Motorists heading out on the roads for the Thanksgiving holiday this week will find retail gasoline prices in Texas largely unchanged from last week. The AAA Texas Gas Price Survey released today finds regular, unleaded self-serve averaging $2.11 per gallon. That's practically unchanged from last week. The national average is $2.33 per gallon, also virtually unchanged. Houston's average is up almost a penny to $2.05 per gallon. But auto club spokeswoman Rose Rougeau says speculation on the gasoline futures market this week has led to some wild wholesale price fluctuations. She says it remains to be seen how that'll affect retail gas prices--if at all. The survey finds the cheapest gasoline in Texas in Corpus Christi, where it's averaging $2.02 per gallon. That's down about two cents per gallon from last week. The most expensive is found in Amarillo, where it's averaging $2.16 per gallon--up a penny.
Three former Enron Broadband executives are appealing to have remaining counts against them thrown out, after their trial that resulted in some acquittals and hung jurors on other charges. Former unit CEO Joe Hirko, software executive Rex Shelby and strategist Scott Yeager filed challenges with the 5th U.S. Circuit Court of Appeals in New Orleans. All three face retrials on fewer charges pending results of their appeals. The government contends the three overstated capabilities of the unit's broadband network to appeal to Wall Street. Yeager was acquitted of conspiracy and fraud, and Hirko and Shelby were acquitted of some insider trading and money laundering counts. Shelby was also acquitted of a fraud count. Yeager faces a retrial for insider trading and money laundering, while Hirko and Shelby face conspiracy, fraud and insider trading charges.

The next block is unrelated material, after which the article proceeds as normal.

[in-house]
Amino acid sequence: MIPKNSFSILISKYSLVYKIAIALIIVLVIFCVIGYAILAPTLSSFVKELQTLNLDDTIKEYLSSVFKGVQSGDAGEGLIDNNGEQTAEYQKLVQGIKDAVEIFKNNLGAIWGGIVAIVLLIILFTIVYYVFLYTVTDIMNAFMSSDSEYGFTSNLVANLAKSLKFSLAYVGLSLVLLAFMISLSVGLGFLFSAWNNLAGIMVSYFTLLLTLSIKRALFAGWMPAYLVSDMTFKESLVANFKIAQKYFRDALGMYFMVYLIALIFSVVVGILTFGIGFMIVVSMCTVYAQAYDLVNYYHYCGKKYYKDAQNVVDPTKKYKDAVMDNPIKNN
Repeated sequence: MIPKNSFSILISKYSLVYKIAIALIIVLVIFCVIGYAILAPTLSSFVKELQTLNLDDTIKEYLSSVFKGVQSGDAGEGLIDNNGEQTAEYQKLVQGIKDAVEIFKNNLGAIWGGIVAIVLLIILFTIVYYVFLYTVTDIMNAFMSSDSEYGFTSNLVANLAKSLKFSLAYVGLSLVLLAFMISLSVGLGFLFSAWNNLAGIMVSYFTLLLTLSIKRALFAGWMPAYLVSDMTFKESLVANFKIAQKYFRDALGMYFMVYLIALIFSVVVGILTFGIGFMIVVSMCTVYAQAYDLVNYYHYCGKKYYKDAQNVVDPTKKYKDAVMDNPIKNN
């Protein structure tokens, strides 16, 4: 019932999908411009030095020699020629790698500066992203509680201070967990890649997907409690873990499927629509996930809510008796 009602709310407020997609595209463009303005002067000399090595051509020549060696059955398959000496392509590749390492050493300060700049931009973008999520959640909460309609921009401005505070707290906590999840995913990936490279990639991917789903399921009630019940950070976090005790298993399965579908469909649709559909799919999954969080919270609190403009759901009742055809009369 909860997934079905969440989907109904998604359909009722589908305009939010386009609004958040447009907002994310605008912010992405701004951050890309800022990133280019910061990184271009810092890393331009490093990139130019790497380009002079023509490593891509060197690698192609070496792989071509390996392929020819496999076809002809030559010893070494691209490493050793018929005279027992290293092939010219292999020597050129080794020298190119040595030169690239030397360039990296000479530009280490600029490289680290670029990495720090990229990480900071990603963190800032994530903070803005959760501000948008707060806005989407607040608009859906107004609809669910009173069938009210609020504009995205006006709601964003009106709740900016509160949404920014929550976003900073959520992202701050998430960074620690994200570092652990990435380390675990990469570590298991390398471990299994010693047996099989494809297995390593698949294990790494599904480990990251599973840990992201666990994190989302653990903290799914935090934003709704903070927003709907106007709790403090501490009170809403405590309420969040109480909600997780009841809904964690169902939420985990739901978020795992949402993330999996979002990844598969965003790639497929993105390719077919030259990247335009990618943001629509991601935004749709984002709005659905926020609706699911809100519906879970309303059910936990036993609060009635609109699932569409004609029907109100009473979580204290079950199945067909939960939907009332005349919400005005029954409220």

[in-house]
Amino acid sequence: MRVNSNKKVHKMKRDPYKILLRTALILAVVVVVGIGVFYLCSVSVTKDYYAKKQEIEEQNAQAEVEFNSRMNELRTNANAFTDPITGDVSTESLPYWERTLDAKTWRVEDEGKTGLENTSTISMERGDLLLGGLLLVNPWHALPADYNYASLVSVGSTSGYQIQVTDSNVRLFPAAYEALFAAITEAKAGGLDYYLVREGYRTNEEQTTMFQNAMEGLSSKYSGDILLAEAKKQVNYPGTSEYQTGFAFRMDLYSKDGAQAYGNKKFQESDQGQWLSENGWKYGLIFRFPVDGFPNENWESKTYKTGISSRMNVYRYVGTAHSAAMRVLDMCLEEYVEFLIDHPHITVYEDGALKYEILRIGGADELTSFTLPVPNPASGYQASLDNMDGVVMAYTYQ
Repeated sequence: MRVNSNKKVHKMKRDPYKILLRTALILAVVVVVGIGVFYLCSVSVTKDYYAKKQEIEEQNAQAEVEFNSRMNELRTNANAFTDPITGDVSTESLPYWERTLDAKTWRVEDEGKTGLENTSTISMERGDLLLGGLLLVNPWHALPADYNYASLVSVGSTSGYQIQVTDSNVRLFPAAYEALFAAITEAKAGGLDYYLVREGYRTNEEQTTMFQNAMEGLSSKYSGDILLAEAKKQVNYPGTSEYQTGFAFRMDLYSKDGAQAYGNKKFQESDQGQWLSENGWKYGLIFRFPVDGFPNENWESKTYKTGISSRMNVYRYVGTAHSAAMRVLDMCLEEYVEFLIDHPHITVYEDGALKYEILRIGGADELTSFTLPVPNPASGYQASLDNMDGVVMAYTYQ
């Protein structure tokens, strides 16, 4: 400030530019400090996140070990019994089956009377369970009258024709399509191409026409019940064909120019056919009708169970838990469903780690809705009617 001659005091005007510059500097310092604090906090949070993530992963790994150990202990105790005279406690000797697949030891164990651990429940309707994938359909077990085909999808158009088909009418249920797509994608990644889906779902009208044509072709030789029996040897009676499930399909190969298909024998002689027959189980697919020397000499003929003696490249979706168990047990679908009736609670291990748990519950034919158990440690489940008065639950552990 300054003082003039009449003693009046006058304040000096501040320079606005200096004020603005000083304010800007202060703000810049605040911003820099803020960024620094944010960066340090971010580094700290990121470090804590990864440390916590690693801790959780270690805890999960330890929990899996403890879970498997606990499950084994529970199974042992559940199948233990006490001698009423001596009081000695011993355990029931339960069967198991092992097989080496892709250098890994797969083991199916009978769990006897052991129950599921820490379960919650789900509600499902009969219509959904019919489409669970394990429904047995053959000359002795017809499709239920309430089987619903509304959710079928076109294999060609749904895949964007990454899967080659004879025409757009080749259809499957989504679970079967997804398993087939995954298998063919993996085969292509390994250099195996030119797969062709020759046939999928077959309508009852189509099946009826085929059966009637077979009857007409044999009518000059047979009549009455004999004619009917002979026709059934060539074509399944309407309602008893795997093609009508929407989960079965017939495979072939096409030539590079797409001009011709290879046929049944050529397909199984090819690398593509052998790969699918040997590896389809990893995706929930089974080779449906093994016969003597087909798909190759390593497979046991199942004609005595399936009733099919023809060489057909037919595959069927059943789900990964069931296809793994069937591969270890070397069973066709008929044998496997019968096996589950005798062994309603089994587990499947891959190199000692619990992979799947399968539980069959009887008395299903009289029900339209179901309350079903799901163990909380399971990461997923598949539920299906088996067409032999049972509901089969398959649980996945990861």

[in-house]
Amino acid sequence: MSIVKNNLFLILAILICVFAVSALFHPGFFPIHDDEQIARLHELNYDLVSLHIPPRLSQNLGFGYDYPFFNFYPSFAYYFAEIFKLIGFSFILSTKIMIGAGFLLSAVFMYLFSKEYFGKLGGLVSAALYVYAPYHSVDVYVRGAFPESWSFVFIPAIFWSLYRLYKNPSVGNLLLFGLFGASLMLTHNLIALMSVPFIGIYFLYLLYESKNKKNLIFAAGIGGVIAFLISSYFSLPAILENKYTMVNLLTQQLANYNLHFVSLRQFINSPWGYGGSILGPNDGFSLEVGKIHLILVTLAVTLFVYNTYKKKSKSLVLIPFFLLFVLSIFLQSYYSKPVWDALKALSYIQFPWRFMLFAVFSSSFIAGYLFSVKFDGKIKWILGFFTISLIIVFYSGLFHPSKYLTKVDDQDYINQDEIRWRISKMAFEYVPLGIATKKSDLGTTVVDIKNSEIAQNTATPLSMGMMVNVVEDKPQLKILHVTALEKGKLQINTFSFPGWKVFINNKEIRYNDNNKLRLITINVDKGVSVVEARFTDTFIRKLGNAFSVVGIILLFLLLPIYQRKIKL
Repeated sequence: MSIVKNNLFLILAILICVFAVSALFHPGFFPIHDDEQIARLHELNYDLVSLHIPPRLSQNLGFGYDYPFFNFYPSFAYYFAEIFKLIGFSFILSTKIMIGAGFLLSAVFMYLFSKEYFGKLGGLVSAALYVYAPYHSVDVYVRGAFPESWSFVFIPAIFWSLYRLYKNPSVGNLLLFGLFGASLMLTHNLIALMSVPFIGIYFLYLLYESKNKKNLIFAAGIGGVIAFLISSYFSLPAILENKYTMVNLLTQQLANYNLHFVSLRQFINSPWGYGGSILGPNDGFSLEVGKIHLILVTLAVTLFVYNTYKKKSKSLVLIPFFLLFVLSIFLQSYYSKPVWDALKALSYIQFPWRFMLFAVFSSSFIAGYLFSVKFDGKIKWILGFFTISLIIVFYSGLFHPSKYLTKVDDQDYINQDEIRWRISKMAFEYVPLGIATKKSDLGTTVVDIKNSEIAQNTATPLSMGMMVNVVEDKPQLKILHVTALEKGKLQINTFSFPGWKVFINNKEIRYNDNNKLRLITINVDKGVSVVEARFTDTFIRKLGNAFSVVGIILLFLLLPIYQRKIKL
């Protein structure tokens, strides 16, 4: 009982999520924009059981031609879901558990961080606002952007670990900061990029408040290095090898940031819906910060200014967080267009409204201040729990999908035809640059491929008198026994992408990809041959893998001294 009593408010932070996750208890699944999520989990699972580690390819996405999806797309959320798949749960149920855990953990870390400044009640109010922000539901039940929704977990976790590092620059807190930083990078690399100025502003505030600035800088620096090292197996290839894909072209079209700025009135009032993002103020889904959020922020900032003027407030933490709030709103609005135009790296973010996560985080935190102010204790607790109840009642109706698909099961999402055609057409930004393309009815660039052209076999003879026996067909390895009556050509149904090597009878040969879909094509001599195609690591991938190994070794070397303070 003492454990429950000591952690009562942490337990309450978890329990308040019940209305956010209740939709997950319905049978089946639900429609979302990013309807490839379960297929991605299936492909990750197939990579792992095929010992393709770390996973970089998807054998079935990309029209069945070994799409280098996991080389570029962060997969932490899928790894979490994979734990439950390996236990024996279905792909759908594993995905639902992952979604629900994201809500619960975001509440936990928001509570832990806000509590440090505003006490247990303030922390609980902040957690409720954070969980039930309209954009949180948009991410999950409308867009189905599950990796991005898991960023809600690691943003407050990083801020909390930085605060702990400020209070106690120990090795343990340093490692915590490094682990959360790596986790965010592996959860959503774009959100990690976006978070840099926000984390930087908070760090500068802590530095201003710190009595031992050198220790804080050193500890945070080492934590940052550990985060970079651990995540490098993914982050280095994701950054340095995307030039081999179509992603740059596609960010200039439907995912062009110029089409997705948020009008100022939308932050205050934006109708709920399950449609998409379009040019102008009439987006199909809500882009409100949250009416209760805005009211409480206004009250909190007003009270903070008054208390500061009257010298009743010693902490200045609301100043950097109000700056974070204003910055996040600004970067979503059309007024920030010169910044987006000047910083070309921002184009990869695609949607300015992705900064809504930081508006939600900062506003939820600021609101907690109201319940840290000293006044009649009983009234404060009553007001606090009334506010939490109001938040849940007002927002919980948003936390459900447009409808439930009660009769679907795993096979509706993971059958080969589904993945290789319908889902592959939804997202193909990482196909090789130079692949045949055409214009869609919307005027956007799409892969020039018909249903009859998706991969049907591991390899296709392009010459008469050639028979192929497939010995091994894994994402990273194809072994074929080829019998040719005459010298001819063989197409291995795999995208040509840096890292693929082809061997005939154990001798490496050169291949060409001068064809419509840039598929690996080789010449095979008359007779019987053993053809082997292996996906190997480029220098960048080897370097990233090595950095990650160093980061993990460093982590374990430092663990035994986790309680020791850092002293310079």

Two former lenders say a $72.5 million settlement by Enron shareholders with Arthur Andersen allows an "obvious wrongdoer" to get out of the case too cheaply. Merrill Lynch and Credit Suisse Group have asked U.S. District Judge Melinda Harmon to reject the settlement. But the University of California Board of Regents, which lost $145 million when Enron collapsed, says the Andersen settlement is reasonable, given what's left of the accounting firm. Andersen shut down most of its offices after being convicted in 2002 of obstructing a federal investigation of the firm's review of Enron books.